Europeans Add 3D Integration To Exascale Technology Stack

The European Exascale Processor Memory Node Design (ExaNoDe) project has wrapped up, delivering a prototype multi-chip-module (MCM) that integrates Arm cores, FPGAs, and 3D active interposer/chiplet technology.

The primary goal of the three-year, €8.6 million effort – which we first profiled back in August 2016 – was to develop the architectural foundations of a compute node suitable for exascale number-crunching. ExaNoDe is one of four projects being funded out the European Union’s Horizon 2020 program that is funneling into the larger European effort to design and build a fleet of exascale supercomputers in the next decade.

To dig a little deeper into what the prototype system entails and how the technology will move forward in the EU’s exascale plans, we spoke with Denis Dutoit, who led the effort as the ExaNoDe project coordinator. Dutoit’s day job is a research engineer at CEA-Leti, where he works in the chip architecture and design group. That background, plus fact the CEA-Leti is the coordinating organization in the 13-partner ExaNoDe consortium, landed him the role as the project lead.

According to Dutoit, the main focus of the ExaNoDe work was to integrate the various processor and memory technologies of interest to the Europeans into a package that could serve as the basis for an exascale node. Prime drivers in the design were energy efficiency and cost. To the extent possible, these technologies are based on intellectual property that were developed (or could be developed) within the EU, thus the emphasis on Arm, FPGAs, and custom-built chiplets.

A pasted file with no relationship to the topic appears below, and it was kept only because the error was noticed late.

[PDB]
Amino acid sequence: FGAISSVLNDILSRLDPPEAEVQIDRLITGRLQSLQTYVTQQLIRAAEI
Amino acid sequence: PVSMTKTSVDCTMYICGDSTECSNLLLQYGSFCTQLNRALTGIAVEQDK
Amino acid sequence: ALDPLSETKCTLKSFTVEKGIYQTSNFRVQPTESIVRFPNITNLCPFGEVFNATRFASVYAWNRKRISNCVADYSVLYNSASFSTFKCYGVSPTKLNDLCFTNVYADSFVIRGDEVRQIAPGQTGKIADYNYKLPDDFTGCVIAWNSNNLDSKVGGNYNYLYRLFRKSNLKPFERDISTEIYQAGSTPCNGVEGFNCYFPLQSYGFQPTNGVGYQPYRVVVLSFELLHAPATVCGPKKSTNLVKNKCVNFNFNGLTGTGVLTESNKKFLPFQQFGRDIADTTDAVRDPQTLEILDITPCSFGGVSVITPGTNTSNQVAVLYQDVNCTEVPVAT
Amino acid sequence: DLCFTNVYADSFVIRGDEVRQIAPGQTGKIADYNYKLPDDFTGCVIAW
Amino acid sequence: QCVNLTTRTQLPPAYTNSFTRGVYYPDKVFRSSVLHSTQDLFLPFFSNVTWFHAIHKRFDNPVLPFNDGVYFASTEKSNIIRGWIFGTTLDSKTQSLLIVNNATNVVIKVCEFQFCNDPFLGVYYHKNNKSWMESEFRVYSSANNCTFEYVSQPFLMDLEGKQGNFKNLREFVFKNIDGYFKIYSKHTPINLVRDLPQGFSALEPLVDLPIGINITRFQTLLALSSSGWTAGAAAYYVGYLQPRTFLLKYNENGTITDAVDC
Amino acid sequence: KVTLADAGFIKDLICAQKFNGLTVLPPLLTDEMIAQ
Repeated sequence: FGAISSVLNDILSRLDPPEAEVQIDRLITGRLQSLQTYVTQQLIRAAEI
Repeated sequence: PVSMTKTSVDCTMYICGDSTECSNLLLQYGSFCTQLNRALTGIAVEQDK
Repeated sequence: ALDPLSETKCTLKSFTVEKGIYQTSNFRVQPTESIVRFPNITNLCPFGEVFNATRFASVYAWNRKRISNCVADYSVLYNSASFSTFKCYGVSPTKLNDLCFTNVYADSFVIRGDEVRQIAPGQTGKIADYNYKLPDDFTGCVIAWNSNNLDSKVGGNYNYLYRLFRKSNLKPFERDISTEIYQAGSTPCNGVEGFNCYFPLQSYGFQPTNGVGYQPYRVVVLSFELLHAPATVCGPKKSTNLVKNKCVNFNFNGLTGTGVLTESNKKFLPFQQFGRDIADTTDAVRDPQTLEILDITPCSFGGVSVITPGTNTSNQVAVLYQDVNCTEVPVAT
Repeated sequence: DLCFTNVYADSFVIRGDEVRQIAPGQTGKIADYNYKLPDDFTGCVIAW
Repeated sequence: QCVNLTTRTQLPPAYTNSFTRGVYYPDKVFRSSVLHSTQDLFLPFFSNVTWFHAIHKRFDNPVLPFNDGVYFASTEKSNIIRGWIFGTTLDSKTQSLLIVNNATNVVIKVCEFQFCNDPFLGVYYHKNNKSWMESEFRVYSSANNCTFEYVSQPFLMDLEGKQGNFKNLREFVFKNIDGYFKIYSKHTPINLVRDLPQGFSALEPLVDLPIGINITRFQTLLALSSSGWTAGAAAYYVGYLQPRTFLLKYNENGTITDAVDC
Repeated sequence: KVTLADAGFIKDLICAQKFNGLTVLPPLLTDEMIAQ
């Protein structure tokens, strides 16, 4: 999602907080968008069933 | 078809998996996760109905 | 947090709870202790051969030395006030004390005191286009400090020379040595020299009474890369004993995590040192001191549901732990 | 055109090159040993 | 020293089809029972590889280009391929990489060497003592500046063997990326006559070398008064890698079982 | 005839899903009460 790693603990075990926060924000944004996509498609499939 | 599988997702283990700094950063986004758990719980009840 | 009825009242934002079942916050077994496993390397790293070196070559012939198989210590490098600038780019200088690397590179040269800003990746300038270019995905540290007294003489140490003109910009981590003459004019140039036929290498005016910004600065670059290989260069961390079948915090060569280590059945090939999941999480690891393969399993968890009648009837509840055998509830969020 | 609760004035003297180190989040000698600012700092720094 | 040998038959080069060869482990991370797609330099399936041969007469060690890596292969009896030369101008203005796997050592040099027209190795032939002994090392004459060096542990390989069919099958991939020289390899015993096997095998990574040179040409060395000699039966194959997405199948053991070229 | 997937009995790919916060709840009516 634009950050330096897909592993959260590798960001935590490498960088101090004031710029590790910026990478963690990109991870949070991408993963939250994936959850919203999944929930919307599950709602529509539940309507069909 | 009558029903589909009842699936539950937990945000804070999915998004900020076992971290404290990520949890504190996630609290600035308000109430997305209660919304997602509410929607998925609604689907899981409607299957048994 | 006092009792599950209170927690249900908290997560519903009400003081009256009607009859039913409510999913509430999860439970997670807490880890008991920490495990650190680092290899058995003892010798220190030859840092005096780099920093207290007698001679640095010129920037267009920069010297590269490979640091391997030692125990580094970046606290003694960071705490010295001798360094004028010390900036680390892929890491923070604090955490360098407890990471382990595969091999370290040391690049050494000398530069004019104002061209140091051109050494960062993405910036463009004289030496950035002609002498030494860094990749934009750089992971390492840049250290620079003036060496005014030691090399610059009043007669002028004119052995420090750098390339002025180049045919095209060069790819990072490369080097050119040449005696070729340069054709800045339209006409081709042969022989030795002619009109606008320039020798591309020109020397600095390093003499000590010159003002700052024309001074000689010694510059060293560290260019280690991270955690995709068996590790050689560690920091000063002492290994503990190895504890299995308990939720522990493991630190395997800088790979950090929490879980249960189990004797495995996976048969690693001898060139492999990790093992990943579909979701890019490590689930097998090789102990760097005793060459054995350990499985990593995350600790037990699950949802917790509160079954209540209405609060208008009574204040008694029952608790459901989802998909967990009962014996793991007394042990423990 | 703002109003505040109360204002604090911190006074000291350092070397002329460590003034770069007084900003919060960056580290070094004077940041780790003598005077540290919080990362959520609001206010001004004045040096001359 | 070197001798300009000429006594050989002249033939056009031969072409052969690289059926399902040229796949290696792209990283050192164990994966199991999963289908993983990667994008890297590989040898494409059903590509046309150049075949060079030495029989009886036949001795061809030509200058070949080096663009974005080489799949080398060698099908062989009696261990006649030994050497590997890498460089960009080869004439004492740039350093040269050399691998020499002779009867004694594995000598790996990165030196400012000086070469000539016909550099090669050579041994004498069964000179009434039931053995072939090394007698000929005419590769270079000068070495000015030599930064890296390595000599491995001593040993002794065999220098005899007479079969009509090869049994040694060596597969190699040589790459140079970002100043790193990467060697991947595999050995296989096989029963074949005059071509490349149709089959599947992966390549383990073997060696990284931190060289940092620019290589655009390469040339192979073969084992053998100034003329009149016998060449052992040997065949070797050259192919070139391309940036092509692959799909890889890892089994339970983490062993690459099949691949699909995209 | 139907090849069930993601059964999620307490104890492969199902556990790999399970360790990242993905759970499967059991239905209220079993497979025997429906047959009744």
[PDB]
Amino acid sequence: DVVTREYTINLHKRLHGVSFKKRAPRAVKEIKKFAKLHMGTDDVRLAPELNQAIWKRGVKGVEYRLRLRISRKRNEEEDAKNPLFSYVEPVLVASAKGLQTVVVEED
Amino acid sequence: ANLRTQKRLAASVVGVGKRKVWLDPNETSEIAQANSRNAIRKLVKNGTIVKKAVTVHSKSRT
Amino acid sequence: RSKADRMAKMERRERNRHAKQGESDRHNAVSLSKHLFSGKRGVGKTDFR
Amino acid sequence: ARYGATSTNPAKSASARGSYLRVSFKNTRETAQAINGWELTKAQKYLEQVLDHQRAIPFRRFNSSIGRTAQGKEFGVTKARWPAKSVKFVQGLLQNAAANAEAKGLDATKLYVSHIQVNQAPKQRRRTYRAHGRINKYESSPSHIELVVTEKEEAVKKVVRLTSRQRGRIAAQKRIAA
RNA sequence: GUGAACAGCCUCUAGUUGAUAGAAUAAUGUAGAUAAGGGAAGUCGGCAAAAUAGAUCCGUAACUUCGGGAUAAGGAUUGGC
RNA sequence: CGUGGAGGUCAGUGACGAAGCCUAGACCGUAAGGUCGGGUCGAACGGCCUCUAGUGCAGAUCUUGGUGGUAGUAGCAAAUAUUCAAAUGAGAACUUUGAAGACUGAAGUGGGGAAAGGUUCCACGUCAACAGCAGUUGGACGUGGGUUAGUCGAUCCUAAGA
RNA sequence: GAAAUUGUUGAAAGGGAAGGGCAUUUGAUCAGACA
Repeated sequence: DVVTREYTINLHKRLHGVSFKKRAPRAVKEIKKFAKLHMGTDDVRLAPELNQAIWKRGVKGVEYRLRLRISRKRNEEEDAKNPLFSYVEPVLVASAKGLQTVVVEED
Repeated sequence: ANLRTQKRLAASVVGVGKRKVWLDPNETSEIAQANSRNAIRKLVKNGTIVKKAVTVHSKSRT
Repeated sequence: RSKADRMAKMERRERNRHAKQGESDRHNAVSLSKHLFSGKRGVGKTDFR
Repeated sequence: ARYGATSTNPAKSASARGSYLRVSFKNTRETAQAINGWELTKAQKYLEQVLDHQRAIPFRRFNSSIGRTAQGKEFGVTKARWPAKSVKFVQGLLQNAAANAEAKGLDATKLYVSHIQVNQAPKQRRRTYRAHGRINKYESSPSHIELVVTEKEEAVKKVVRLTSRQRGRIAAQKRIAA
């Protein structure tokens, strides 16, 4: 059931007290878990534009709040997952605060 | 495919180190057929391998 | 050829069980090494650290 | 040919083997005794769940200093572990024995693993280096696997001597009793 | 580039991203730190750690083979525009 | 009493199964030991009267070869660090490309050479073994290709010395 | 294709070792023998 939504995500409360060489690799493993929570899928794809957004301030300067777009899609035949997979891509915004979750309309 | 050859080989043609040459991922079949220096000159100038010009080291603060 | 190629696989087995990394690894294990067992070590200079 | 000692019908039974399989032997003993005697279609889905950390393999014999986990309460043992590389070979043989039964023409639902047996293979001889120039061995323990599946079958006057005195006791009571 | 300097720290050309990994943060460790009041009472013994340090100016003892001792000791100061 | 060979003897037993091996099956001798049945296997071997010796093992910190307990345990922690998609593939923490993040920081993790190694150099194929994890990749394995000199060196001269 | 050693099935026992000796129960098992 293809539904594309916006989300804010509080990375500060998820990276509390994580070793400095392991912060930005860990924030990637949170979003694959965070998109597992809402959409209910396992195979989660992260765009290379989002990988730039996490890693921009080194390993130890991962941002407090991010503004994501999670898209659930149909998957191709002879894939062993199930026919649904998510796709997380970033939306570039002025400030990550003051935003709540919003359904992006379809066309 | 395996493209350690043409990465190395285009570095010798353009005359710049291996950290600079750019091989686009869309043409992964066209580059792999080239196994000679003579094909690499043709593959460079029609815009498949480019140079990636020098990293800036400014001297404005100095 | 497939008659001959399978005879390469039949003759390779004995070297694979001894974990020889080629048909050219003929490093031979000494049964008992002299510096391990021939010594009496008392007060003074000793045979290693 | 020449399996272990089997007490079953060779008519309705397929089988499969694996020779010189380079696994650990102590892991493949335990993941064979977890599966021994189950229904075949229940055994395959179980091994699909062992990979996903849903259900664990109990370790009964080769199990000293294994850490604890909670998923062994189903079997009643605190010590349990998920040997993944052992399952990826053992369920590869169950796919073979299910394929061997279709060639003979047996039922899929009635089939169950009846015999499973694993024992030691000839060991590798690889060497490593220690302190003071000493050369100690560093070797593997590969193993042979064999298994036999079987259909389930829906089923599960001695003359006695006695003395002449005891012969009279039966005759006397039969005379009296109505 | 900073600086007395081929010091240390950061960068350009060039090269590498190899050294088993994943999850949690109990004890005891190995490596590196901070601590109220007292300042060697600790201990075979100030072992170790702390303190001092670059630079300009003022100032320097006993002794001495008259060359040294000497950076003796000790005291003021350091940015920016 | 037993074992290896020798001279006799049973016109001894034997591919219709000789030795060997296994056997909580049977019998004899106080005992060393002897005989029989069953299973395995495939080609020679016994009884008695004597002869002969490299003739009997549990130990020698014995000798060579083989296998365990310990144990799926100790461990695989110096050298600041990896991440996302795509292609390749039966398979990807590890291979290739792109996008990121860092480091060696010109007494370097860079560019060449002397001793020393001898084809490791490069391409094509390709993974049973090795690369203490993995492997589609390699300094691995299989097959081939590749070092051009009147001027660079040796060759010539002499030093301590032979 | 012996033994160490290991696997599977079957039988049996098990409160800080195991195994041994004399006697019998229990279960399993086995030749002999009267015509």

As pictured below, the node prototype board is comprised a pair of MCMs, each with two FGPAs. The MCM on the left has an interposer topped with what appears to be three chiplets. Dutoit says the FPGAs are the same ones recently delivered in the ExaNeSt project prototype, namely the Xilinx Zynq Ultrascale+ SoCs. Embedded in these SoCs are Arm Cortex-A53 cores, which serves as the Arm component here.

The motivation to employ the same FPGA hardware was to be able to reuse the same software componentry across the projects. Dutoit says that in a production version of the exascale node, “the aim is to have the Arm cores inside the chiplet,” the rationale being to put the general-purpose compute hardware as close as possible to any special-purpose accelerators on the chiplet in order to save energy and shorten the communication path.

The chiplets delivered with the prototype, which were manufactured by STMicroelectronics’s FD-SOI 28nm process, only contain communication logic for the interposer-chiplet complex plus a specialized hardware block for accelerating convolution neural network (CNN) computations. In this case, the CNN accelerator, which is based on an open-source implementation (EvaConv) developed at ETH Zurich, is only for demonstration purposes, although it would certainly be a prime candidate to include in a production chiplet, given the interest by HPC users to apply deep learning to their application workflows.